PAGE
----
The Blu-ray edition of ’The 40-Year-Old Virgin’ may feature a DTS HD Master Audio 5.1 surround track but, like the HD DVD, the limitations of the original sound design prevent it from providing a more consistent or memorable sonic experience. First, the good. Even though the film’s dialogue-driven design pulls the majority of the soundfield forward, voices are crisp, treble tones are stable, and the LFE channel rumbles in the brief moments it’s called upon. Conversations are distributed nicely across the front speakers, and the film’s restricted soundscape still boasts impressive dynamic range. Effects are generally authentic, interiors have convincing acoustics, and scenes set in apartments or confined spaces are actually involving.
Unfortunately, the entire film doesn't take place in a small room. As it stands, many of the on-screen locales sound more like stage sets rather than authentic environments. Scenes in the nightclub offer a perfect example of the mix’s lackluster ambience -- I'd even go as far as to compare the overall sound design to that of an SNL sketch. Worse still, non-vocal prioritization is weak and music is often pushed so far into the background that it fails to populate the world of the film. In short, this lossless mix is certainly serviceable, but it won’t turn any heads or give your surround system much of a workout.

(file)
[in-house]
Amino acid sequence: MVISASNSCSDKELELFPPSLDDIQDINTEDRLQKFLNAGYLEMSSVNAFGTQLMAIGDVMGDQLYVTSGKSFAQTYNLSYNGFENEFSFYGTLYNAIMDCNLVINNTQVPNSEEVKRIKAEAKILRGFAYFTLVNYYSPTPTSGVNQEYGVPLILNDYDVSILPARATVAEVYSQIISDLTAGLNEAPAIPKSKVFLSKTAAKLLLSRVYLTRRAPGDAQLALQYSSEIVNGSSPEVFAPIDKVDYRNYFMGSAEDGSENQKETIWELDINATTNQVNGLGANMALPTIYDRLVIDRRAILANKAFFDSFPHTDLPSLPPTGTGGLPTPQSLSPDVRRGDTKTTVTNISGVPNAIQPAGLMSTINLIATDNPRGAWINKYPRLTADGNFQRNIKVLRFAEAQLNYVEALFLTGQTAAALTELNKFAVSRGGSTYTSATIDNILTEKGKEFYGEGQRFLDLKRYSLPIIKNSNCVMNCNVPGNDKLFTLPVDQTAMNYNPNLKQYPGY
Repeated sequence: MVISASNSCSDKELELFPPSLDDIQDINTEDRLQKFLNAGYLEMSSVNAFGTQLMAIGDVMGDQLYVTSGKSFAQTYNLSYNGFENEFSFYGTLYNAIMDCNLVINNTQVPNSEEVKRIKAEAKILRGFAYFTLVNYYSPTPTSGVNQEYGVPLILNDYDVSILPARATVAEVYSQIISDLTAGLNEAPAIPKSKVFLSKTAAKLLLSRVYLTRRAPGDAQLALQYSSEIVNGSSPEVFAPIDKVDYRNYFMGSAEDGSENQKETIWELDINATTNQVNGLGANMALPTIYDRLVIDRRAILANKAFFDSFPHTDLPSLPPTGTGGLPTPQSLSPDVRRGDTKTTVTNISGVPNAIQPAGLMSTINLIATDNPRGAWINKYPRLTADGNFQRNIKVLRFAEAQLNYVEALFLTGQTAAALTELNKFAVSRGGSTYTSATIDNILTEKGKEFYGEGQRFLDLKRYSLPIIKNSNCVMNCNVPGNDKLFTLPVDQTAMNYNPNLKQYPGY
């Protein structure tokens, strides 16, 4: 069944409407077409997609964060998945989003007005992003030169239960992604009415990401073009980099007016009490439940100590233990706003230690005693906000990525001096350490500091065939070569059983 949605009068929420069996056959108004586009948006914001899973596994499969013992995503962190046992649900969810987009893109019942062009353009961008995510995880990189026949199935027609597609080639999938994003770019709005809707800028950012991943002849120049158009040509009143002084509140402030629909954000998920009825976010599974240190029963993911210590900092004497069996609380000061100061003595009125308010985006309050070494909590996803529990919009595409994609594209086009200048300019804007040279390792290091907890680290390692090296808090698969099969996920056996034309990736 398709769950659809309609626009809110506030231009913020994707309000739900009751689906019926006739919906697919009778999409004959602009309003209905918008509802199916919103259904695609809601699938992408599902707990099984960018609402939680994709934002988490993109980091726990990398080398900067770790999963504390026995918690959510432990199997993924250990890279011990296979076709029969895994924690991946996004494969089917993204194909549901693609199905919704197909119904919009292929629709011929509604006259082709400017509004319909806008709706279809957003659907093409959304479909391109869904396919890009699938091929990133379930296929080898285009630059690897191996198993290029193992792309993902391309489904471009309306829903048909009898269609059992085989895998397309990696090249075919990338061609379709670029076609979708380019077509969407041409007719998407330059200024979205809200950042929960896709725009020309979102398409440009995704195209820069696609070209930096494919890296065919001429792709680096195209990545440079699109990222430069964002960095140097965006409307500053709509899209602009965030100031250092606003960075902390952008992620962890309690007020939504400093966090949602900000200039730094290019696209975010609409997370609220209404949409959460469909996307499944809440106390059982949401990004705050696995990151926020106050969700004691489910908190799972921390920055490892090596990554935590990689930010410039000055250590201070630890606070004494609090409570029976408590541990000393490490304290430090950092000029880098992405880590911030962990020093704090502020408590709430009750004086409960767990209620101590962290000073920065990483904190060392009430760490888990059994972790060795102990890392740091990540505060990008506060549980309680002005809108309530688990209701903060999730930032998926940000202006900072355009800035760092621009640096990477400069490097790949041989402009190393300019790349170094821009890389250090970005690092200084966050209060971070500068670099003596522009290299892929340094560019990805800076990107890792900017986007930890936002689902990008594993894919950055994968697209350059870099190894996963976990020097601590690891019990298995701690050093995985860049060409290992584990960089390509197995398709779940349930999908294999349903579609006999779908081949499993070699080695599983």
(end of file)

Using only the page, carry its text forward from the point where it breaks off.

’The 40-Year-Old Virgin’ is packed to the brim with special features -- some from the original DVD, some from the "Double Your Pleasure" 2-disc DVD release, and a PiP track exclusive to the Blu-ray and HD DVD versions. The biggest disappointments are that the material gets repetitive and all of the video content is presented in standard definition.
- Audio Commentary -- First up is a feature length commentary with director Judd Apatow, actor Steve Carell, and a number of other cast members. To its credit, there are so many people chatting at various moments that the track is never silent. At the same time, it also leads the track into some confusing moments when too many participants are talking at once. Apatow is engaging, but it's Carell who constantly steals the show. He never hams up the proceedings, but he has a biting sarcasm and humor that amiably burns everyone in the room. I would definitely point fans in the direction of this commentary as there's a lot of fun to be had.